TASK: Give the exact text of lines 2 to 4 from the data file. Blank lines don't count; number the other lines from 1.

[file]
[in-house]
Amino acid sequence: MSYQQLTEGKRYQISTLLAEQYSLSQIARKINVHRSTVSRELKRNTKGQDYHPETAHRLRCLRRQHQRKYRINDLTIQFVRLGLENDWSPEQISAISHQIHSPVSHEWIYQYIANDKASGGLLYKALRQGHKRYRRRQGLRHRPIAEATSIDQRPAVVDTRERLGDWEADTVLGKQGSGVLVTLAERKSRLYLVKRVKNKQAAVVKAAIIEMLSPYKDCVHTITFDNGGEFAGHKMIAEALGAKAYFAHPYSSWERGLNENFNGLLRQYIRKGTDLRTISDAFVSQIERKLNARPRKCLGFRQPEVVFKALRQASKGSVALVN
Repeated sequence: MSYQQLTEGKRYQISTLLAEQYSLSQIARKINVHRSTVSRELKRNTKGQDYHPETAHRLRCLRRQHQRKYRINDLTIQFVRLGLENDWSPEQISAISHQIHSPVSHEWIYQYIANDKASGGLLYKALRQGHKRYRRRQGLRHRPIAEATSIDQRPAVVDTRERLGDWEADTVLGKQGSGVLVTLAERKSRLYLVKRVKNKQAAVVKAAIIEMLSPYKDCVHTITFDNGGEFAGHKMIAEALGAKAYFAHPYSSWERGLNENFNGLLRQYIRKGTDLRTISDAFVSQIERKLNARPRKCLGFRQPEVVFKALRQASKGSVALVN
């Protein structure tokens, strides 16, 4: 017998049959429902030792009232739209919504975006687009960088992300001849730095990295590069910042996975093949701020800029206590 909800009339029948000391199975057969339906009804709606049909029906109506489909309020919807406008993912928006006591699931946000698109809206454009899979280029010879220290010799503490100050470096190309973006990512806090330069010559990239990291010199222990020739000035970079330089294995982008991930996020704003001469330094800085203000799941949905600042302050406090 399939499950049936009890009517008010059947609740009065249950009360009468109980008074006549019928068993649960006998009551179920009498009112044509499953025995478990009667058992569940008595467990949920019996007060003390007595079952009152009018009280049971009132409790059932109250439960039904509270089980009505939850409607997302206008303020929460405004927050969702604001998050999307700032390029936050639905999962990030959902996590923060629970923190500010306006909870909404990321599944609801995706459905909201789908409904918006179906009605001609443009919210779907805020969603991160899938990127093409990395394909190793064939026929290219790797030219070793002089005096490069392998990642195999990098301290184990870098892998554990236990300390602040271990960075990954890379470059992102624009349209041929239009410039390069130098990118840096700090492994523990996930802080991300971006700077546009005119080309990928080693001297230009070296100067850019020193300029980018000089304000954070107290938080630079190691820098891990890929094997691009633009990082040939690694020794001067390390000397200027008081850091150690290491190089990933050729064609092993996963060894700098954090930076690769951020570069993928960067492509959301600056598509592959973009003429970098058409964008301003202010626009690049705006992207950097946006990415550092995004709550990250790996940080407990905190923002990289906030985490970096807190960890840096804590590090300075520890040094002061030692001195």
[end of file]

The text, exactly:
Amino acid sequence: MSYQQLTEGKRYQISTLLAEQYSLSQIARKINVHRSTVSRELKRNTKGQDYHPETAHRLRCLRRQHQRKYRINDLTIQFVRLGLENDWSPEQISAISHQIHSPVSHEWIYQYIANDKASGGLLYKALRQGHKRYRRRQGLRHRPIAEATSIDQRPAVVDTRERLGDWEADTVLGKQGSGVLVTLAERKSRLYLVKRVKNKQAAVVKAAIIEMLSPYKDCVHTITFDNGGEFAGHKMIAEALGAKAYFAHPYSSWERGLNENFNGLLRQYIRKGTDLRTISDAFVSQIERKLNARPRKCLGFRQPEVVFKALRQASKGSVALVN
Repeated sequence: MSYQQLTEGKRYQISTLLAEQYSLSQIARKINVHRSTVSRELKRNTKGQDYHPETAHRLRCLRRQHQRKYRINDLTIQFVRLGLENDWSPEQISAISHQIHSPVSHEWIYQYIANDKASGGLLYKALRQGHKRYRRRQGLRHRPIAEATSIDQRPAVVDTRERLGDWEADTVLGKQGSGVLVTLAERKSRLYLVKRVKNKQAAVVKAAIIEMLSPYKDCVHTITFDNGGEFAGHKMIAEALGAKAYFAHPYSSWERGLNENFNGLLRQYIRKGTDLRTISDAFVSQIERKLNARPRKCLGFRQPEVVFKALRQASKGSVALVN
């Protein structure tokens, strides 16, 4: 017998049959429902030792009232739209919504975006687009960088992300001849730095990295590069910042996975093949701020800029206590 909800009339029948000391199975057969339906009804709606049909029906109506489909309020919807406008993912928006006591699931946000698109809206454009899979280029010879220290010799503490100050470096190309973006990512806090330069010559990239990291010199222990020739000035970079330089294995982008991930996020704003001469330094800085203000799941949905600042302050406090 399939499950049936009890009517008010059947609740009065249950009360009468109980008074006549019928068993649960006998009551179920009498009112044509499953025995478990009667058992569940008595467990949920019996007060003390007595079952009152009018009280049971009132409790059932109250439960039904509270089980009505939850409607997302206008303020929460405004927050969702604001998050999307700032390029936050639905999962990030959902996590923060629970923190500010306006909870909404990321599944609801995706459905909201789908409904918006179906009605001609443009919210779907805020969603991160899938990127093409990395394909190793064939026929290219790797030219070793002089005096490069392998990642195999990098301290184990870098892998554990236990300390602040271990960075990954890379470059992102624009349209041929239009410039390069130098990118840096700090492994523990996930802080991300971006700077546009005119080309990928080693001297230009070296100067850019020193300029980018000089304000954070107290938080630079190691820098891990890929094997691009633009990082040939690694020794001067390390000397200027008081850091150690290491190089990933050729064609092993996963060894700098954090930076690769951020570069993928960067492509959301600056598509592959973009003429970098058409964008301003202010626009690049705006992207950097946006990415550092995004709550990250790996940080407990905190923002990289906030985490970096807190960890840096804590590090300075520890040094002061030692001195």